The Doomsday Machine

My wife and I did not see—and have no plans to see—R.I.P.D., The Lone Ranger, Olympus Has Fallen, and various other big budget movie offerings from 2013. However, not long ago, we sat in the comfort of our basement, which is like a home theater, and watched Noah Baumbach’s latest film, Frances Ha—a buzzed-about 2013 black-and-white American comedy-drama that had a semi-wide theatrical release beginning in May. No cars, skyscrapers, or people were destroyed in Frances Ha, but the scene in which Fr … [Read more...]

Overgrown

Overgrown

 When James Blake debuted on the independent music scene in 2011 with his self-titled first LP, his appeal lay not only in his musicianship and songwriting abilities, but in his unique, genre-defying sound. Fusing dubstep with serious classical piano chops, jazz chords, and soulful vocals, Blake’s music is strikingly unique, yet surprisingly cohesive. Pair all of this with charming interpersonal awkwardness and a British accent, and you have an instant commercial success. While it isn’t … [Read more...]

Two Sides of Paradise

terrence-malick

If one were to construct a spectrum of contemporary filmmakers, ranging from the minimalist to the fantastic, one would find Baz Luhrmann and Terrence Malick on very opposite ends of the spectrum. Where the former is loud, explosive, and flashy, the other is introspective, discreet, and nuanced to a fault. And yet, the two movies they had in theaters this summer (The Great Gatsby and To the Wonder, respectively) revolve around the same dynamic tension. In some prior reverie, a man and a woman f … [Read more...]

The Ear of the Heart

to_the_wonder

A friend recently gave me the autobiography of a Benedictine nun at the Abbey of Regina Laudis in Connecticut, entitled The Ear of the Heart.  In the first part, Dolores Hart, also known as the girl who first kissed Elvis, tells how she left a promising career in Hollywood, and broke off her engagement to a great guy, in order to enter the convent.   The decision looked dramatic, but from Dolores’ perspective, it was a simple act of attention to the Voice that she could no longer ignore.  Over th … [Read more...]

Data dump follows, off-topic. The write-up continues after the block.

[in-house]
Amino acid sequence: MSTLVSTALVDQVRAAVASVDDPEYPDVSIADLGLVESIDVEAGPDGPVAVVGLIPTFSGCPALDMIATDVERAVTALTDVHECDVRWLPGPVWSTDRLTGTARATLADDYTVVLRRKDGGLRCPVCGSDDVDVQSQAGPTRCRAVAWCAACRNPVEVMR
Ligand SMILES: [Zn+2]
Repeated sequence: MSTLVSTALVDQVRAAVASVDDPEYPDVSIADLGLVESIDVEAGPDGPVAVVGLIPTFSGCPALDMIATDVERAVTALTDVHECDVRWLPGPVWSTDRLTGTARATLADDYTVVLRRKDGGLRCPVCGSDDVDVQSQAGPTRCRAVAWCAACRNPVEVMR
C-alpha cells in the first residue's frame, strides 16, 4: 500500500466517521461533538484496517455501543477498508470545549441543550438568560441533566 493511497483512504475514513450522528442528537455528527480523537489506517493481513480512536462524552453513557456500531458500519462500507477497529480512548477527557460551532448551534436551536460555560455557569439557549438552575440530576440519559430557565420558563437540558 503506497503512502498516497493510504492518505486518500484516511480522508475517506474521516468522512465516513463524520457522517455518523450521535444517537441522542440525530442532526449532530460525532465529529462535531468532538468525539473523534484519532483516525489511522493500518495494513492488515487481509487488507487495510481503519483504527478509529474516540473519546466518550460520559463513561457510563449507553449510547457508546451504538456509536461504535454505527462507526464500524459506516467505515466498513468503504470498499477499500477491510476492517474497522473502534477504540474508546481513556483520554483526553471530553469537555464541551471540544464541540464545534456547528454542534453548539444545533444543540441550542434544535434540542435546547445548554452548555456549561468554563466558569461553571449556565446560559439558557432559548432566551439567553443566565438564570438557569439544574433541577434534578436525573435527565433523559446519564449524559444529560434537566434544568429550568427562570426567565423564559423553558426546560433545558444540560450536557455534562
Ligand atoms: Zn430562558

Faith, Fiction, and Reason

narnia

T.M. Luhrmann is a Stanford anthropologist famous for her research on evangelical devotional life, studying the mechanics of God's presence in their lives. A few days ago, in a NY Times article, she asked and answered the following question: "Why is C.S. still a rock star for evangelicals?"  In her view, it boils down to his fiction, particularly his Narnia series, which paints a complex picture of God that is "insulated from human doubt about religion." The series, she argues, "helps us to … [Read more...]

The Summer Pop Culture Found Religion

vampire weekend

Behold the summer where pop culture (or at least its high priests) found religion. Two of the biggest, most influential albums to drop this summer place religious questions and symbols at their core. More importantly, both promise to be memorable works. One, Modern Vampires of the City, marks the critical and commercial highwater mark of indie-rock impresarios Vampire Weekend. The other, Kanye West’s Yeezus, has received rave reviews and, given the artist’s current pop culture ascendance (cf. “Ki … [Read more...]

The Spirit and the Letter

Gutenberg_Bible

As director of The Great Gatsby, Baz Luhrmann made a controversial choice in choosing to depict the parties of the Roaring Twenties with music featuring today's top artists and styles. In one sense, this made the movie a less "true" depiction of what life during the Jazz Age was life. The minor allusions to that era, the droning trumpets and hints of blues, are authentic twenties, but the rap styling and rapid beats would have been foreign to those alive during that era. Yet in another sense, Lu … [Read more...]


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